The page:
Making Of 'Welcome to 2010'
My brother Surat Toimastov is professional photographer who travels a lot and shoots different places here in Tajikistan. Looking through his amazing pictures sometimes I am really shocked by how beautiful and mysterious these places can be.
So the story of this image begins from this photo (Fig.01), which was taken somewhere in the Pamir Mountains. I was really inspired by this photo and started to imagine some kind of structurs or industrial complex just behind that horizon line.
So I took the photo and quickly put the main forms and ideas down as a quick sketch (Fig.02). I wanted this structure to rise over the top of the mountain and wanted to really emphasize the size of this structure. I also wanted to have the people in the image arriving at some kind of arctic base or something similar and so I put some guards and flying machines along their path.
After establishing the main composition and shapes I tried to establish the mood that I wanted to deliver (Fig.03). I wanted to go with blue-cyanish color palette that could reinforce the cold and snow-filled atmosphere that is common at these high altitudes. I also added some lights and spot lights to make the place come to life.
Up to this point, there were no difficult technical issues in terms of the drawing; everything was simply created by using basic Photoshop brushes. The only thing I want to mention is my use of the Lasso tool (L). To create these sharp and straight lines I selected the desired region with the Lasso tool and painted inside it with a brush.
Besides the mood, I was also thinking about title for this image and I ended up with "Welcome to 2010". You can see it painted on the main building. Why not? I thought that this image could reflect my own wish to move to somewhere more technological and sophisticated in this brand new decade.
Anyway, let's return to the painting. After I was happy with the overall structure of the image, the long process of detailing started. If you are trying to paint some industrial or technical stuff, it is good to plot the perspective grid (Fig.04). For this you can use Line tool (U).
I plotted my perspective grid with different colors. Each point stands out for a vanishing point. The amount of vanishing points depends on the structure and the camera angle you want to go with. Of course at this stage basic perspective knowledge is very welcome. Otherwise you can spend a lot of time detailing the piece, but if perspective is not right your image won`t work.
So I think that in the case of this image in particular, correct perspective was one of the crucial things. Also to reinforce vertical perspective lines, I put some spot lights flashing directly to the sky.
After setting up the right perspective, I started to detail the main building (Fig.05). This was the most time consuming part of the creation process with a lot of selection with the Lasso tool and painting. To make it more realistic I used textured brushes to simulate the concrete texture of the building. To be familiar with industrial buildings it is good to go through some photo references. Look through some factories, nuclear reactors or whatever you can find. Because even if you are trying to create something original, you have to base it on something that people are familiar with.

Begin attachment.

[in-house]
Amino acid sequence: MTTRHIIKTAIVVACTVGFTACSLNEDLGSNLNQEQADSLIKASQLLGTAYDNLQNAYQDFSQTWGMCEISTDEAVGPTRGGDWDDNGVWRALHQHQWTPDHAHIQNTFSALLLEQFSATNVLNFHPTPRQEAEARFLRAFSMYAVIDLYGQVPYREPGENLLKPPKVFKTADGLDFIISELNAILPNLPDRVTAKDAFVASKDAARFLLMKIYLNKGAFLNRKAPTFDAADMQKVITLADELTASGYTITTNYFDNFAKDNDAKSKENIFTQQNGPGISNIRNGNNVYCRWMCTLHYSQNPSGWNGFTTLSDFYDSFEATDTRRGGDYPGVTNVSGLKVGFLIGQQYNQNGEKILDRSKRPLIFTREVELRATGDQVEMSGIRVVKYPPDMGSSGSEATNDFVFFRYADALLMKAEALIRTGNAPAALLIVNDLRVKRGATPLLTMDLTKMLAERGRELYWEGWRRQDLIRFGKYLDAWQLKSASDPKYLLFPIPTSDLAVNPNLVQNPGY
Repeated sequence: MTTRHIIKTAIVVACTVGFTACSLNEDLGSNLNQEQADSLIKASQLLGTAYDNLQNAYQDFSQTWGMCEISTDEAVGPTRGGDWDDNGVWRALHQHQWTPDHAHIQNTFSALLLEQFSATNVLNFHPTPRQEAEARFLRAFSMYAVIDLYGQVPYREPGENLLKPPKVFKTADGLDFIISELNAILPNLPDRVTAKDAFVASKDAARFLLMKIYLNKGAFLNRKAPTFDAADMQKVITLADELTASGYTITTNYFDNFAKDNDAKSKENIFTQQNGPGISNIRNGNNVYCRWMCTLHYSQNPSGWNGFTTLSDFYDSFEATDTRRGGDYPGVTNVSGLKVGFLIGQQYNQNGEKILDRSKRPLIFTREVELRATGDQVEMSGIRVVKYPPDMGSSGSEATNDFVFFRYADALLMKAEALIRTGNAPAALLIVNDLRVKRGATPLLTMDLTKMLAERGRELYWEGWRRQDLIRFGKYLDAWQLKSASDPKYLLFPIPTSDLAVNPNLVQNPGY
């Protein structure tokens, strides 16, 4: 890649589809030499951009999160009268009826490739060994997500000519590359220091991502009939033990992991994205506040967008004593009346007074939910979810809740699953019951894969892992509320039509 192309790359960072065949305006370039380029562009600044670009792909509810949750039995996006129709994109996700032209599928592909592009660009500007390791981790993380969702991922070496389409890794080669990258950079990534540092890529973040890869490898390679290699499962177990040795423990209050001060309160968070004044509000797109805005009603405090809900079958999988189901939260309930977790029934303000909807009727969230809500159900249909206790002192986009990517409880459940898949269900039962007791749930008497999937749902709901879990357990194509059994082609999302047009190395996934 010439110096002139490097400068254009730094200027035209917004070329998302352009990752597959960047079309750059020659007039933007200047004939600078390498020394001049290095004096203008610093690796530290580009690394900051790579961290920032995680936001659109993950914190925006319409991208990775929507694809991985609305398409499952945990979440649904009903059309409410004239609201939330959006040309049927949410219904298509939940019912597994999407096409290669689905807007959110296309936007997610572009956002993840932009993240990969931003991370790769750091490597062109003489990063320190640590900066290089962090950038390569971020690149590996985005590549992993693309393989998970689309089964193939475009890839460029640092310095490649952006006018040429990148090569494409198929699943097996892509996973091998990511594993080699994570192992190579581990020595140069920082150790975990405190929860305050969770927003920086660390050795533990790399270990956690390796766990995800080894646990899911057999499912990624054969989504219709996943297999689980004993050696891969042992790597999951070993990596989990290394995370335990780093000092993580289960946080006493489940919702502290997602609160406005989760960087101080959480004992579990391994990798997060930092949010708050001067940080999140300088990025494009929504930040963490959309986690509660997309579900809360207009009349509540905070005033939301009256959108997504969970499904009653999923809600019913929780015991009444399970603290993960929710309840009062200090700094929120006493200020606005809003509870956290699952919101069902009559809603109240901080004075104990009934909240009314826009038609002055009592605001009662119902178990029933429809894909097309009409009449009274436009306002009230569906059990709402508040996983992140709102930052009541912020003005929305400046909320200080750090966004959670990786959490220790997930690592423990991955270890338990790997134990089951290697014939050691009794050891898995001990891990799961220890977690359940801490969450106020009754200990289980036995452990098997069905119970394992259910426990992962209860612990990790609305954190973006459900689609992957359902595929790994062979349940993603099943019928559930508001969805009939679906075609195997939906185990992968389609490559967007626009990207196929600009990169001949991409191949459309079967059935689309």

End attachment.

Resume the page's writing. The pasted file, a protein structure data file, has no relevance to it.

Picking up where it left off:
So I placed a lot of pipes, bridges, containers and so on inside that main structure. Another thing that I included here was the construction site on the left of the image. I wanted this thing to look like it was still constructed.
Now it was time to detail the background (Fig.06). You can see that I put two more buildings in the background to create more depth and reinforce the scale.
To make the place come alive, I also added a lot of lights, smoke, walking people and small details that suggest action and motion (Fig.07).
You can see those details that I added more clearly in Fig.08. Some of the details might seem tiny, but I still like to draw them. Things like smoke, flares and falling particles; to paint these kind of details it is good to observe life around you. There is so much going on around us and what we only need to do is observe and reflect those things in our paintings.
After I'd finished painting the details I added a radial blur (Zoom) to the whole picture. This helped to bring a cinematic effect to the image. I also added a little bit of graining, again to simulate that cinematic feel.
And here's the finished image (Fig.09)!
So there are three important steps that I would advise you to try to follow when you're creating an image:
Try to set up a cool composition and mood. This can come from a very brief sketch, but if it looks interesting as a thumbnail then it will probably be cool when you detail it.
Set up you perspective and make things look proper. If you are working on character design, take your time to set up proper anatomy.
Bring in lots of tiny details that will make your art to stand out.
Of course, these are not rules. These are just suggestions and procedures that can make your art better.
If you have any questions, feel free to ask me via email. Thank you and good luck!
To see more by Jama Jurabaev, check out
Sketching from the Imagination: An Insight into Creative Drawing
Beginner's Guide to Digital Painting in Photoshop
Digital Art Masters: Volume 7
and Photoshop for 3D Artists